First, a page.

Since 1991, the largest change is the difficulty in obtaining badges. I have been very fortunate to have gone continuously since 1991, but it hasn't always been easy. And of course the crowds. Going from maybe 10,000 people to over 130,000 is pretty intense. You used to be able to walk easily on the hall floor. Or in the lobby. Even on the sidewalk out in front of the convention center. And the Gaslamp District or spillage into the nearby hotels or even into Horton Plaza?? Nonexistent.
And of course, the steady evolution of panels being dominated by Hollywood. It was so easy to get into the panel rooms. For many years, I would show up on Friday or Saturday morning at 6 AM, and I was one of the first 25 people in line. For many years, it was easy to be in the first 5 - 10 rows in either Ballroom 20 or later, Hall H. Now you practically have to camp out days in advance.
And the steady grow of Cosplay is pretty cool. My wife and I, along with several friends, have been doing Cosplay since 2005. We custom build our costumes, but the state of the art in the beginning was pretty primitive. Now, we see some very, very professional costumes that have taken people months and large sums of money. We have probably ourselves crafted over 35 costumes and have been lucky to have been in the San Diego Union Tribune three times over the years.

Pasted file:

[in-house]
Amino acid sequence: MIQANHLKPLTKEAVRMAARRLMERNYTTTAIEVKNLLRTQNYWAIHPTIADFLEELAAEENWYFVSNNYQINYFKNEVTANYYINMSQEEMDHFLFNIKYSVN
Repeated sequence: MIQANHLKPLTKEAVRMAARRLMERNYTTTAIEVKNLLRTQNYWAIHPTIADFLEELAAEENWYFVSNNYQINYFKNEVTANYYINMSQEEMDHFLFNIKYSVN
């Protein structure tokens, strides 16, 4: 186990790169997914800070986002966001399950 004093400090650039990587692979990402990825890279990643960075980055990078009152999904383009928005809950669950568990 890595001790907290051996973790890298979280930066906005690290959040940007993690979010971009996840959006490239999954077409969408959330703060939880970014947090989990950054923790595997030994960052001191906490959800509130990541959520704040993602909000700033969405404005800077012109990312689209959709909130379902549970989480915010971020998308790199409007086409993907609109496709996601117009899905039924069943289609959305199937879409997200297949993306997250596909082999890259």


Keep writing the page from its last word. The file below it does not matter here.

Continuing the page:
What do you miss most about the old days? And what do you love most about the new days?
I miss the ability to walk freely through the convention halls, going from one end to the other. Now it is very difficult to even make it through every aisle, from one end to the other. I also miss the ability to get into the Hall H panels so easily. And I miss the ease of purchasing badges.
But I do love the diversity of the new days. The spillage into the Gaslamp District, the neighboring hotels, and and along the Harbor Drive. And the diversity of the Hollywood panels. There truly is something for everyone. Artist Alley has really grown. And I have made many friends with dealers in the Silver and Gold Age aisles that I have seen over the years.
And I also enjoy the greater access to information, whether it is the evolving Facebook and Toucan blog sites of SDCCI, or the independent blogs like www.comicconguide.com. Also the phone apps are great.
Joan Crawford at Comic-Con!
Any other thoughts or things that surprise today's attendees?
Several thoughts. One, I wish the City of San Diego would increase its focus on enlarging the San Diego Convention Center. Instead of trying to build a football stadium that only gets used a handful of times a year, look at the amount of growth the city would enjoy with an enlarged convention center that can be used all year long. SDCCI has been trying out both Anaheim and now LA for WonderCon. Do we really think that is so innocent a use? They could have gone back to the San Francisco Moscone Center years ago. And it was a great location.